Creating a new future with the best of both worlds

Only 11% of 126 million Americans working in the private sector participate in a defined benefit (DB) pension plan. In 1980, this number was 46%. The seismic shift from DB pension plans to defined contribution (DC) arrangements (i.e., 401(k) and 403(b)) plans is no secret. When DB plans became associated with high and volatile costs, employers shifted that risk onto individual employees via DC savings programs. However, those programs are only working for some Americans. By taking the best features of the DB and DC universes, we can create an innovative plan design that works better for everyone involved – workers and employers.

For decades, pension plans were built around the promise of a lifetime benefit calculated using a formula. They were poorly understood and opaque, resulting in volatile financial impacts for the plan sponsor. Still, they provided participants with stable, predictable lifetime income security while requiring very little involvement. They were called DB plans because the plan's rules focus on determining the benefit. At the same time, the costs are untethered and can fluctuate as investment returns, interest rates and other vital factors change.

Then, as concern about the financial impacts of pension plans pushed employers to demand an alternative, an odd thing happened. The pension and corporate worlds decided that the answer was to reverse the model entirely. Instead of promising a benefit, the idea was to provide a fixed contribution amount, making the value transparent and dependent on participant actions while completely untethering the benefit side. The benefit would no longer be paid as a pension but simply as a single lump sum value of the accumulated contributions. Rather than trying to manage the fluctuations or the risks inherent in a long-term pension promise, the promise was simply eliminated, resulting in fixed costs but with outcomes that are unpredictable and unsuited to supporting people's need for lifetime income. This model is defined contribution because the contributions are fixed while the outcomes or benefits are now undefined. The most common of these plans in the U.S. are named for the Internal Revenue Code section that defines them, section 401(k).

The strange thing about the shift is that some aspects of DB programs were very successful – particularly their ability to deliver high levels of pooled invested returns and efficiently convert assets into guaranteed lifetime income without resorting to expensive insurance products. Similarly, some features of defined contribution plans work very well – the clear line of sight to the value being provided, fixed employer costs, portability and flexibility in retirement. Each plan type is well suited to support specific aspects of retirement and poorly suited to others. But the discussion about pension design has devolved into DB or DC dichotomy, with no room for anything in between.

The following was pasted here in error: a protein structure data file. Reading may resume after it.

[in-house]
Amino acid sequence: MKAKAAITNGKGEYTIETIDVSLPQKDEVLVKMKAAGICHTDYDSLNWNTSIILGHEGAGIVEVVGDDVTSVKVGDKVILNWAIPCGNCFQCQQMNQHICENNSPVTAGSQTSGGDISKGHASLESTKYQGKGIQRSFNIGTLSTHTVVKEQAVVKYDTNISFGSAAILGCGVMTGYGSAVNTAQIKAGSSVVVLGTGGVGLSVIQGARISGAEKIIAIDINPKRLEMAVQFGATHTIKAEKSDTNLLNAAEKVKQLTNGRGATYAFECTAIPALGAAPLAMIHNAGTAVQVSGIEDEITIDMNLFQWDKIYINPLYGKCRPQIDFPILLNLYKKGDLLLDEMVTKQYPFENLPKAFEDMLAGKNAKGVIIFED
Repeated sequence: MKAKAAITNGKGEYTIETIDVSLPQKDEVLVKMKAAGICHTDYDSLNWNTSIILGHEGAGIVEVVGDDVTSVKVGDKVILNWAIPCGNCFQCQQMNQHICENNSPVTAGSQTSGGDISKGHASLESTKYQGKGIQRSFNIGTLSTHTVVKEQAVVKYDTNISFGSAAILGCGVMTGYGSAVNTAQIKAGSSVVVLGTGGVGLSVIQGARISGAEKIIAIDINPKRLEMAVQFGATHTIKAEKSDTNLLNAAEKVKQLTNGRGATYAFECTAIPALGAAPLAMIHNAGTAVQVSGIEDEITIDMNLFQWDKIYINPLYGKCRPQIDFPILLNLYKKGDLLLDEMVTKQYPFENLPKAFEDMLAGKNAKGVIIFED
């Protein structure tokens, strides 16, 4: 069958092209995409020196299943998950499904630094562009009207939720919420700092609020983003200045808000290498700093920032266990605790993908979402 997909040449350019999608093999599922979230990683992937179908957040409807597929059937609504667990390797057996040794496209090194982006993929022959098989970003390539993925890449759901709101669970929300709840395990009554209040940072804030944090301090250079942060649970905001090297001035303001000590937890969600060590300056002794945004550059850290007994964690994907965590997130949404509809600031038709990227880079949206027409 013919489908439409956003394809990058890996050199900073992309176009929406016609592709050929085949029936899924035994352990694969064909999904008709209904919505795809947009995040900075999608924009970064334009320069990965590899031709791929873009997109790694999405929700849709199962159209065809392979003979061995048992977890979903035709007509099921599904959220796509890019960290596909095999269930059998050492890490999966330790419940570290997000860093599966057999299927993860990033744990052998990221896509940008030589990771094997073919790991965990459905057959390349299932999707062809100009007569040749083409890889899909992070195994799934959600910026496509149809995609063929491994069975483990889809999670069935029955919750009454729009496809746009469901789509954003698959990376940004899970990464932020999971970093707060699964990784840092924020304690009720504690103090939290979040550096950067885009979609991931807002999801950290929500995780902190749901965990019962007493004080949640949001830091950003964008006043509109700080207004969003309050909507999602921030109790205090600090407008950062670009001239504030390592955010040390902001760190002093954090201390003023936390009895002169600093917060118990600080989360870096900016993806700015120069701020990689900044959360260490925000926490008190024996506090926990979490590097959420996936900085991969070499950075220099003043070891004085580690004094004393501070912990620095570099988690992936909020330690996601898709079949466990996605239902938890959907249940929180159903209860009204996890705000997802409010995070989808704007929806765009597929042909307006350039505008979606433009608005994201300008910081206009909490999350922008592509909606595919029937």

Finally, partially due to recent legislative fixes in SECURE 2.0, we see growing interest in a model that takes advantage of the best features of each type of pension plan to produce something new - Market Return Cash Balance plans (MRCBs). These plans effectively blend the best of both worlds to deliver better outcomes for employers and employees.

MRCBs are registered as defined benefit plans. Participants accumulate individual account balances based on employer and sometimes their own participating contributions. These accounts grow based on the investment returns of the underlying assetssimilar to DC plans, but those assets are professionally overseen and invested collectively, more like DB plans typically producing higher long-term returns. As members approach retirement, employers can incent loyalty by providing additional value at critical points in an individual's employment. At retirement, these plans pay their benefits as a guaranteed lifetime income from within the plan. They take advantage of defined benefit plans' greatest strength – the ability to cost-effectively convert assets into guaranteed lifetime income by leveraging asset and risk pooling rather than resorting to expensive insurance products. In addition, they offer participants the flexibility to split their benefits, so that some are paid as efficient, guaranteed lifetime income. At the same time, some are retained to be spent flexibly as needed.

SIDEBAR: MRCBs should be distinct from their less efficient cousins, traditional cash balance plans, which credit a significantly lower fixed or bond-yield-based return on accumulated assets. These plans produce a lower accumulated account balance for members and result in lower income while at the same time promising a rate of return that cannot be hedged, increasing the short-term risk for the employer.

In a world where choices have been reduced to an either/or battle of flawed extremes, it is gratifying to see an innovative approach that realistically tackles the needs of participants with understanding and flexibility, without compromising the needs of employers. There's no need to choose between traditional DB or DC when we can offer the best of both.

Find out more about how this approach can produce better outcomes for your plan.